War, Terror, Violence and International Law (907M3)

30 credits, Level 7 (Masters)

Spring teaching

You'll focus upon the contemporary problems of war and terrorism within a historical, political and global context.

Drawing upon approaches from international law, political and critical theory and international relations, this module examines law's various attempts to define what constitutes 'legitimate violence'. We'll look at some of the dominant legal, moral and political arguments behind the justification and condemnation of acts of war, terror and public violence. You also examine:

  • the law's criminalisation of non-state violence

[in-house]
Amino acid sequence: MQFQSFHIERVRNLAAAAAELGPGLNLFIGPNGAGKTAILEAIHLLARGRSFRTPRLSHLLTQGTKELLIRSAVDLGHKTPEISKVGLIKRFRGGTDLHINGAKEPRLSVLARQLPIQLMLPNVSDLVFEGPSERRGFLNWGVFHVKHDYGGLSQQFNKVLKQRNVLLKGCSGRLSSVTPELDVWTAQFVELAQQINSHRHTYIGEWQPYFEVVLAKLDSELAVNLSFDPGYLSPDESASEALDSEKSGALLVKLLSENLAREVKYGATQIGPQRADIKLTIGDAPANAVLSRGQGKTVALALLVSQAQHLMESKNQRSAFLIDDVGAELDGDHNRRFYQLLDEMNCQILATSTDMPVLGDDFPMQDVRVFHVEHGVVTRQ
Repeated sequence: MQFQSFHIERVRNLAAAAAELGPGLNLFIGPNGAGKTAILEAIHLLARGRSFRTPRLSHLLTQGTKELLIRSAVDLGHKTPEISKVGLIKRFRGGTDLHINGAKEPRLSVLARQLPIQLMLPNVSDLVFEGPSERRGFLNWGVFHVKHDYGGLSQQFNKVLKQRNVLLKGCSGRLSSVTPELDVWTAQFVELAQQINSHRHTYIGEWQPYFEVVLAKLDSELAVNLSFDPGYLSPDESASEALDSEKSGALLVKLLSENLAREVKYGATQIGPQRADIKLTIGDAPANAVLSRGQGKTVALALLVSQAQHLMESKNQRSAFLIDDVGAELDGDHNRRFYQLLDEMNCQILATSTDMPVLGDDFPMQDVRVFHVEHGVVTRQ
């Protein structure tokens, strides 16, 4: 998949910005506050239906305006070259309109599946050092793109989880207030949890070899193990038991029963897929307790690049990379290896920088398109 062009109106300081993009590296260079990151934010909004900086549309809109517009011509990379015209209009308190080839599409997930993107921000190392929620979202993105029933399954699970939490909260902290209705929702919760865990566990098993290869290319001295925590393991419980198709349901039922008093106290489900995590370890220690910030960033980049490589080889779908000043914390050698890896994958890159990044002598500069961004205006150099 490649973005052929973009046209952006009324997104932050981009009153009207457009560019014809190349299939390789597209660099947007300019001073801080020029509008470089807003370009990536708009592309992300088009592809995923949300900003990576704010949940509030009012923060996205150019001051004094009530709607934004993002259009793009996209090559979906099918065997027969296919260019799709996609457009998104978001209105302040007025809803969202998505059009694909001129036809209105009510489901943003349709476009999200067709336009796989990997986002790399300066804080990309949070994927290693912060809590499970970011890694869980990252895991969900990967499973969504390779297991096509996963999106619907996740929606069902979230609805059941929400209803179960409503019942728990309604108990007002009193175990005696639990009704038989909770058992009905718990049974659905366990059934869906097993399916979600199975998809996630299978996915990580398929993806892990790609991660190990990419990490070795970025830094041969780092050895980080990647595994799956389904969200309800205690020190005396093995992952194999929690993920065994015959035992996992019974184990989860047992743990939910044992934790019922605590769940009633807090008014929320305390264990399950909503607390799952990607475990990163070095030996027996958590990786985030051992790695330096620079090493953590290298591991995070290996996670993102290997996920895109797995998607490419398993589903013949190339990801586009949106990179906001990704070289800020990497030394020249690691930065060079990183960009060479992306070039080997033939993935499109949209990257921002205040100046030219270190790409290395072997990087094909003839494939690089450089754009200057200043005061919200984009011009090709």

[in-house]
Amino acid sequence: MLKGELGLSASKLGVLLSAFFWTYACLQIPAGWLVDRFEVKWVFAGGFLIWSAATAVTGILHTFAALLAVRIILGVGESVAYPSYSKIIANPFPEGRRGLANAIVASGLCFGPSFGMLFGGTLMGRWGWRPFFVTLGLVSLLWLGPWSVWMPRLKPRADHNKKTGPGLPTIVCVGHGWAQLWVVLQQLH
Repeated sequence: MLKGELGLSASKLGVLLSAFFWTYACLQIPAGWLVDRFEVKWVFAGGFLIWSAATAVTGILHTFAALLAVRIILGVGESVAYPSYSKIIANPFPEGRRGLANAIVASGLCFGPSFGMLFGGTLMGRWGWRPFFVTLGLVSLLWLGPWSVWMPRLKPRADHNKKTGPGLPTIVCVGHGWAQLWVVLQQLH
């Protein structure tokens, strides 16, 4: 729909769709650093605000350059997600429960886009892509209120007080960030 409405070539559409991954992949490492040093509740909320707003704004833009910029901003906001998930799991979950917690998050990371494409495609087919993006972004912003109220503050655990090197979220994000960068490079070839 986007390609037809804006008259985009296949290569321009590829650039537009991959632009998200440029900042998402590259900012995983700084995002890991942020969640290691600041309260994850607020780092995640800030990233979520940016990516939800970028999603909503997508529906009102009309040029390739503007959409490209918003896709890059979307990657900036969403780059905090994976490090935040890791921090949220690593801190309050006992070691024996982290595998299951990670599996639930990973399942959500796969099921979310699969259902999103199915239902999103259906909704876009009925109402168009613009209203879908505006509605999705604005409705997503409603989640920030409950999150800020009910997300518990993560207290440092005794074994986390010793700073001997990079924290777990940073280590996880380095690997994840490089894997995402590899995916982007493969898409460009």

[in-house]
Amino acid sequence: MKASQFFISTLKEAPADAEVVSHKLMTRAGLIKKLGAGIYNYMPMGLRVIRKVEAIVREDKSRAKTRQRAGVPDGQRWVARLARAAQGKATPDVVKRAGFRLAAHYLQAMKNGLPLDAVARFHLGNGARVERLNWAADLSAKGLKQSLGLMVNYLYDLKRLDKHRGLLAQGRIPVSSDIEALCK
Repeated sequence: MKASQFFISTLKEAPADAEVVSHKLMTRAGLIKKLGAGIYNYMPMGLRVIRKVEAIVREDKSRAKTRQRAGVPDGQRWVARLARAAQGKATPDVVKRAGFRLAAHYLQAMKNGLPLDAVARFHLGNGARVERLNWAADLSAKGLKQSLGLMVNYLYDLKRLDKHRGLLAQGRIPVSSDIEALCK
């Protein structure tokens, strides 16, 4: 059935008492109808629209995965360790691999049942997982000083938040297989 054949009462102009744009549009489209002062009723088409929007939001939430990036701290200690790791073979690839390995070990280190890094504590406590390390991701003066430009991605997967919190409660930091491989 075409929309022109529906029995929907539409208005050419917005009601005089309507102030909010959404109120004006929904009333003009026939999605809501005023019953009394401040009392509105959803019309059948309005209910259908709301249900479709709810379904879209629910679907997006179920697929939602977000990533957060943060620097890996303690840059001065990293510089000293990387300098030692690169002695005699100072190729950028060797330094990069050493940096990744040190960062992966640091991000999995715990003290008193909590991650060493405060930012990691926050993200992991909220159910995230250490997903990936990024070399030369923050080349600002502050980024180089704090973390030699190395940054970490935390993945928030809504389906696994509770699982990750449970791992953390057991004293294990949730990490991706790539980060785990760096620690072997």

• the use of new theological arguments to justify 'humanitarian wars'
  • the relationship between violence and international security
  • the ethics of violence.

Teaching

100%: Seminar

Assessment

100%: Written assessment (Essay)

Contact hours and workload

This module is approximately 300 hours of work. This breaks down into about 20 hours of contact time and about 280 hours of independent study. The University may make minor variations to the contact hours for operational reasons, including timetabling requirements.

We regularly review our modules to incorporate student feedback, staff expertise, as well as the latest research and teaching methodology. We’re planning to run these modules in the academic year 2021/22. However, there may be changes to these modules in response to COVID-19, staff availability, student demand or updates to our curriculum. We’ll make sure to let our applicants know of material changes to modules at the earliest opportunity.